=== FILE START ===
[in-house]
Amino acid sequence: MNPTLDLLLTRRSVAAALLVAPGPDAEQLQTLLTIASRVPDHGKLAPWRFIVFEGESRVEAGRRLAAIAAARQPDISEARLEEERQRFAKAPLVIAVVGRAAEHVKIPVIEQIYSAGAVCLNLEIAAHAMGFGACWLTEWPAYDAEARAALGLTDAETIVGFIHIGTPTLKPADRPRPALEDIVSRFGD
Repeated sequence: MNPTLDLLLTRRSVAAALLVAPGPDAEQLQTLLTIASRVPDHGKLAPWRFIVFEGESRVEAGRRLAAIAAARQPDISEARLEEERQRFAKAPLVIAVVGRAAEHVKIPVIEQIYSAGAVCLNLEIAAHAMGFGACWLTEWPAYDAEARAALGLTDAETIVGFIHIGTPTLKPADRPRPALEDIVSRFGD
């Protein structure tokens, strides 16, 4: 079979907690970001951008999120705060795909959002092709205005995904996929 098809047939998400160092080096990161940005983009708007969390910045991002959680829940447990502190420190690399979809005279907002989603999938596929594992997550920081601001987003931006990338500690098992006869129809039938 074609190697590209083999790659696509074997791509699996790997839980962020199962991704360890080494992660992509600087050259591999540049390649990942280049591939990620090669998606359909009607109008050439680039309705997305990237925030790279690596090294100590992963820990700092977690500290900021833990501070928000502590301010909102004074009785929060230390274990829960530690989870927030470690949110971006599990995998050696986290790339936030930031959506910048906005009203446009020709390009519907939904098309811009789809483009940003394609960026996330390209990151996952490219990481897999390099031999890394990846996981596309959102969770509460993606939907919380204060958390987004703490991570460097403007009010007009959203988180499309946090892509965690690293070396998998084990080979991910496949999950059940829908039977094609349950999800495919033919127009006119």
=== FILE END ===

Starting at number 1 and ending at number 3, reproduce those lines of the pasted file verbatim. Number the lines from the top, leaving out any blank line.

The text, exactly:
[in-house]
Amino acid sequence: MNPTLDLLLTRRSVAAALLVAPGPDAEQLQTLLTIASRVPDHGKLAPWRFIVFEGESRVEAGRRLAAIAAARQPDISEARLEEERQRFAKAPLVIAVVGRAAEHVKIPVIEQIYSAGAVCLNLEIAAHAMGFGACWLTEWPAYDAEARAALGLTDAETIVGFIHIGTPTLKPADRPRPALEDIVSRFGD
Repeated sequence: MNPTLDLLLTRRSVAAALLVAPGPDAEQLQTLLTIASRVPDHGKLAPWRFIVFEGESRVEAGRRLAAIAAARQPDISEARLEEERQRFAKAPLVIAVVGRAAEHVKIPVIEQIYSAGAVCLNLEIAAHAMGFGACWLTEWPAYDAEARAALGLTDAETIVGFIHIGTPTLKPADRPRPALEDIVSRFGD